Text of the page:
The overall translucency recreates the feeling of vague remembrance, or the heightened nostalgia that occurs when something escapes one’s tenure. Yet the element of nostalgia is not a tender one: the homes are left ‘broom clean’- bereft of personal keepsakes and furniture. This suggests all living quarters are suspended in a state of architectural latency, as if inhabitation is ephemeral. Suh thus depicts the sense of belonging to one’s home as antediluvian; it is called into question and overturned.


Installation View and ‘Rubbings’ in the background.

In essence, the installation invites reflection on what it means to live in a space, and the extent to which one can claim ownership of material things. A principal tenant of this is mass production, which Suh illustrates through blatant commercialization of household items. He stitches Phillips brand labels on replica bulbs, the Medeco label on door locks, and the Underwriters Laboratory label on the door of his circuit breaker panels. Such accents underscore the anomaly of a home, the insurmountable question. In this light, our modern day homes do not really belong to us; they are mere constituents of a manufactured society. And despite our greatest efforts to adorn our homes with personal mementos, they remain cipher in their structure.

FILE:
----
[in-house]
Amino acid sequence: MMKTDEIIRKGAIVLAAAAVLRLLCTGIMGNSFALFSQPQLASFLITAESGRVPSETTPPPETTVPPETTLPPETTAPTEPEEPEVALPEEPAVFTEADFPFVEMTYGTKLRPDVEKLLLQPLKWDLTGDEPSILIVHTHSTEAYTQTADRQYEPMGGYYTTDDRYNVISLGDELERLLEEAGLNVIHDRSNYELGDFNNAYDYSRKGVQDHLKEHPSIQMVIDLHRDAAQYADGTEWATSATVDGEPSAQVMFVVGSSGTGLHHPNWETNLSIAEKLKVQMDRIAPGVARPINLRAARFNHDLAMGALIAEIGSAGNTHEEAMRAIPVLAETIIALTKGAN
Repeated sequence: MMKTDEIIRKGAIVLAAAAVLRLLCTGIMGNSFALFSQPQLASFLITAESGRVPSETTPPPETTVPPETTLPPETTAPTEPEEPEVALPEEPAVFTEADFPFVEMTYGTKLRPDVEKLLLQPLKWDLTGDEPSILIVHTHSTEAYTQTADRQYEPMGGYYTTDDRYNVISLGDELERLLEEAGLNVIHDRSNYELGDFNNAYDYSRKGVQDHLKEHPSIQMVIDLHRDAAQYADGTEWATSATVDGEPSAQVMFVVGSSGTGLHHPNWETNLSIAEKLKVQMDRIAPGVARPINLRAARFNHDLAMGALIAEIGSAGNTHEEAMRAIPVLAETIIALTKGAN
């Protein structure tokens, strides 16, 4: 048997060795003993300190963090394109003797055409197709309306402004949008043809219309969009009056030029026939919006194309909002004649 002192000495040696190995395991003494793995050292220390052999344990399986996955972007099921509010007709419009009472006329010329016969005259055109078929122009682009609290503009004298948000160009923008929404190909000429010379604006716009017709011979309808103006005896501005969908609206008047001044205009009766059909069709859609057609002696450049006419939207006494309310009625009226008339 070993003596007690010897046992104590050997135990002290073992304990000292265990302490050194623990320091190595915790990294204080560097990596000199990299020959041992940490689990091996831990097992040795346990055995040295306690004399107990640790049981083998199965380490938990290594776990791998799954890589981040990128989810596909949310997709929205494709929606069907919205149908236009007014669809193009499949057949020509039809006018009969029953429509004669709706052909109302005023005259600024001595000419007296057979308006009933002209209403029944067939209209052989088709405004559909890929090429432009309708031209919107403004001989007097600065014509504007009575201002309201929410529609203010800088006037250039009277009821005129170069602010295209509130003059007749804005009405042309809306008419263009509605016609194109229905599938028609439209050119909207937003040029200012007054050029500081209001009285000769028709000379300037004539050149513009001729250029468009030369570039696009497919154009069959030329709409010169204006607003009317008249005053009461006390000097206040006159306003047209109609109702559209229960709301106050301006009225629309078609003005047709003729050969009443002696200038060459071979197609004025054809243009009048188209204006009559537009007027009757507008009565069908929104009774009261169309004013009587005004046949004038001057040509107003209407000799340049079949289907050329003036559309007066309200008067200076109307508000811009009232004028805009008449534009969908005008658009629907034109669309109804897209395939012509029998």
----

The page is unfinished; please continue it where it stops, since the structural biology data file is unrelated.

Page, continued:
It is like a Nietzschean call to the notion of ­perception, our inability to see the world and its social constructs. Such as, that our sense of home is a concept, a human invention necessitated by our need for security and comfort, nothing more. Going further, Suh illustrates that our sense of belonging, even our identity, is ultimately an empty and fabricated conception – as void as the rooms he reproduces.


Specimen Series

Beyond the diaphanous walls of this installation are two more shows. Specimen Series is a collection of household appliances that echo like an afterthought of his ghostly rooms. Assembling again his essential materials – polyester fabric with stainless steel – and display the items in LED lit display cases, Suh transforms common appliances into luminous facsimiles. These radiators, ovens, refrigerators, and bathtubs are Dada-­like as they recall Marcel Duchamp’s readymades and Jeff Koons’ Hoover convertibles. Yet despite their conceptual frankness, they remain phantasmal in their encased luster.